PITTSBURGH – Penguins defenseman Christian Ehrhoff figured since the Buffalo Sabres asked him to submit a no-trade list last season, the rebuilding team would deal him during the summer.
“That was kind of my expectation,” Ehrhoff said Saturday prior to the Penguins’ 5-0 win inside the Consol Energy Center, “but it didn’t end up that way.”
On June 29, the Sabres used their second compliance buyout to eat the final seven seasons of Ehrhoff’s 10-year contract. The German was shocked.
The 32-year-old joined the Sabres in 2011 expected to be a final piece in the Stanley Cup puzzle. He departed months after they finished dead last.
Ehrhoff signed a one-year, $4 million contract with the powerhouse Penguins on July 1.
The slick Ehrhoff appeared disenchanted with the Sabres’ sorry state late in his three-year run. Clearly, he wanted to leave.
“For me, I’m happy with a fresh start here, because I came to Buffalo when they were on the rise,” he said. “I had a lot different expectations. I had hoped for to be on a team that had a chance to compete, and obviously it didn’t turn out that way.”
Ehrhoff has blended in nicely on the Penguins’ star-studded roster, skating more than 21 minutes a game. He started Saturday’s tilt with three assists and a plus-6 rating in nine games.
“His versatility is really good,” Penguins coach Mike Johnston said. “He’s a good penalty killer, good five-on-five guy. We’ve had him matched up against top players. So I’ve been really pleased.
“Obviously, in the summer we were looking for a player to add depth to our team, a top-four guy, and he’s proven to be that.”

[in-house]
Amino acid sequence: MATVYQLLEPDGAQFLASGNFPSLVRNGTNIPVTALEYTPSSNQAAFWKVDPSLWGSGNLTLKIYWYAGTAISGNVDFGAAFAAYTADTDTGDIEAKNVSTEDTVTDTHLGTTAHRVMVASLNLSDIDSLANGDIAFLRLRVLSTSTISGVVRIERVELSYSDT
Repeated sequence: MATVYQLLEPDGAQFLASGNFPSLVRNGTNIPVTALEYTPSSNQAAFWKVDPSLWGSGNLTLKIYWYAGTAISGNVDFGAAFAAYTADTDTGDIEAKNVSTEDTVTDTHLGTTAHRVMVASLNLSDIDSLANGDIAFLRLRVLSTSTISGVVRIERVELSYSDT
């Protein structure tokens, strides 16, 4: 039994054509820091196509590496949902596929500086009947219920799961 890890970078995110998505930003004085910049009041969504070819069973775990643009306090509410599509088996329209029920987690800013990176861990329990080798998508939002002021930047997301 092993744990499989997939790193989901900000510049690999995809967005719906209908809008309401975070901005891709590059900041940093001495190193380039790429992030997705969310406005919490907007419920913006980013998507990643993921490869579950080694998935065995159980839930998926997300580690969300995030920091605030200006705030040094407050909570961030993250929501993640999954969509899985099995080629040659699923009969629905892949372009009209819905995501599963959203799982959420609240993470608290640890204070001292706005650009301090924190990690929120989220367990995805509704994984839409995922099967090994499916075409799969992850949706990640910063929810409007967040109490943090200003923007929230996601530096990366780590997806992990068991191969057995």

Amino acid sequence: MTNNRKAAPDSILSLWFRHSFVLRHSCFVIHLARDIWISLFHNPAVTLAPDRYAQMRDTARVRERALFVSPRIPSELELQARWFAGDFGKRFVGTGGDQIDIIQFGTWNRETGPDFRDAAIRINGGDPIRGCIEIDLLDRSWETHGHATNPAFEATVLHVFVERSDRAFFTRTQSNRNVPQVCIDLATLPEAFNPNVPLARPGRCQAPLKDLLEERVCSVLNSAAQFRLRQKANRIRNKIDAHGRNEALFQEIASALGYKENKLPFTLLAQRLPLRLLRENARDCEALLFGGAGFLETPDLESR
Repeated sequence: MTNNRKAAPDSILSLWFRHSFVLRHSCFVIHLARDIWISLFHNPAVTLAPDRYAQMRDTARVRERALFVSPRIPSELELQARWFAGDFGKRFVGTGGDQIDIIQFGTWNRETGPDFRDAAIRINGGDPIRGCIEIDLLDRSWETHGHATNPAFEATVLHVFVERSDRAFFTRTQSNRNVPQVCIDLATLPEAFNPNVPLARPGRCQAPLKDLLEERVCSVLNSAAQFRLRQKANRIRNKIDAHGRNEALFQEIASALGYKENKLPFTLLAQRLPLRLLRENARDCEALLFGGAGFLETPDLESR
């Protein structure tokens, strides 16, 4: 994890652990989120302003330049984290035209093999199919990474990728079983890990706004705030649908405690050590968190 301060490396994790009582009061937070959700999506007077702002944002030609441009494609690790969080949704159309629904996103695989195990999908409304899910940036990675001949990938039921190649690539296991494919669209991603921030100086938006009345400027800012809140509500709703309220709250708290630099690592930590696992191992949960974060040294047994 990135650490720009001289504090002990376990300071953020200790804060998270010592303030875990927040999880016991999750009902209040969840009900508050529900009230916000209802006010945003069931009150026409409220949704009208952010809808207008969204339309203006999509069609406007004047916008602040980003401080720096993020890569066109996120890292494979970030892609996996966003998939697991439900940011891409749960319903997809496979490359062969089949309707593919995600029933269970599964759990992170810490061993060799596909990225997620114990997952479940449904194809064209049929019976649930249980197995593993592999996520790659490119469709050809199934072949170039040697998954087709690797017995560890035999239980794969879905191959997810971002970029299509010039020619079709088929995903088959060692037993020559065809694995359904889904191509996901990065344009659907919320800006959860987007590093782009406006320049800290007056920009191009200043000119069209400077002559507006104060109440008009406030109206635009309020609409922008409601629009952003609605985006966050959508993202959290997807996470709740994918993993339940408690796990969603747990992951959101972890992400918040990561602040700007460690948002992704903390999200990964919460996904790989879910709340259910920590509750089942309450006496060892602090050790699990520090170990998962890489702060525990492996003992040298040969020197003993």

Ehrhoff added: “It’s pretty easy to adapt.”
It’s easier to adapt with less pressure. Ehrhoff’s the Penguins’ third or fourth defenseman. Despite his heavy shot, Johnston uses him on the second power-play unit.
“I think we’ve probably been spoiled with a lot of D back there that can do that,” Penguins superstar Sidney Crosby. “He’s fit right in. That’s the way he likes to play, he likes to join the rush and move it.”
The Sabres have to pay Ehrhoff two-thirds of the $18 million left of his $40 million deal. They couldn’t trade him because they faced a huge cap recapture penalty if he retired early.
Ehrhoff essentially bet on himself by signing a short contract. If he plays well, showcases his old Vancouver form, he could earn another lucrative long-term deal.
Before Buffalo, he thrived playing for some talented Canucks teams, averaging 14 goals and 47 points over a two-year stretch.
“I’m not too concerned with what’s beyond this year,” Ehrhoff said.
Ehrhoff mostly struggled with the Sabres, only looking like No. 1 defenseman for short stretches. The team has been just as bad this season, perhaps even worse, without Ehrhoff eating up minutes.
“I feel for the guys,” Ehrhoff said. “It’s tough to see. You don’t want to see a team struggle like that. That’s just part of the game.”
Sabres coach Ted Nolan said he’s never disappointed if a player wants to leave.
“That’s why we have a free country,” he said. “Sometimes contracts hold you to certain places. If you don’t want to be somewhere, I think the best thing is asked to be moved.”
The Sabres host the Detroit Red Wings tonight, the first of four home games this week.
Notes: Struggling Sabres forward Cody Hodgson, a touchy subject for Nolan, was moved from the fourth line to center Chris Stewart and Marcus Foligno. Hodgson has mostly played wing this season. “We want him to play the way he’s capable of playing,” Nolan said. “So far, he hasn’t done it. We just got to get better.” … The Sabres made one lineup change Saturday, inserting forward Brian Flynn for Sam Reinhart, who was returned to junior Friday. Meanwhile, defenseman Tyson Strachan replaced Andrej Meszaros for the second straight game. The Sabres also scratched defenseman Nikita Zadorov. … Crosby’s first-period assist extended his point streak against the Sabres to 18 games, his longest current streak.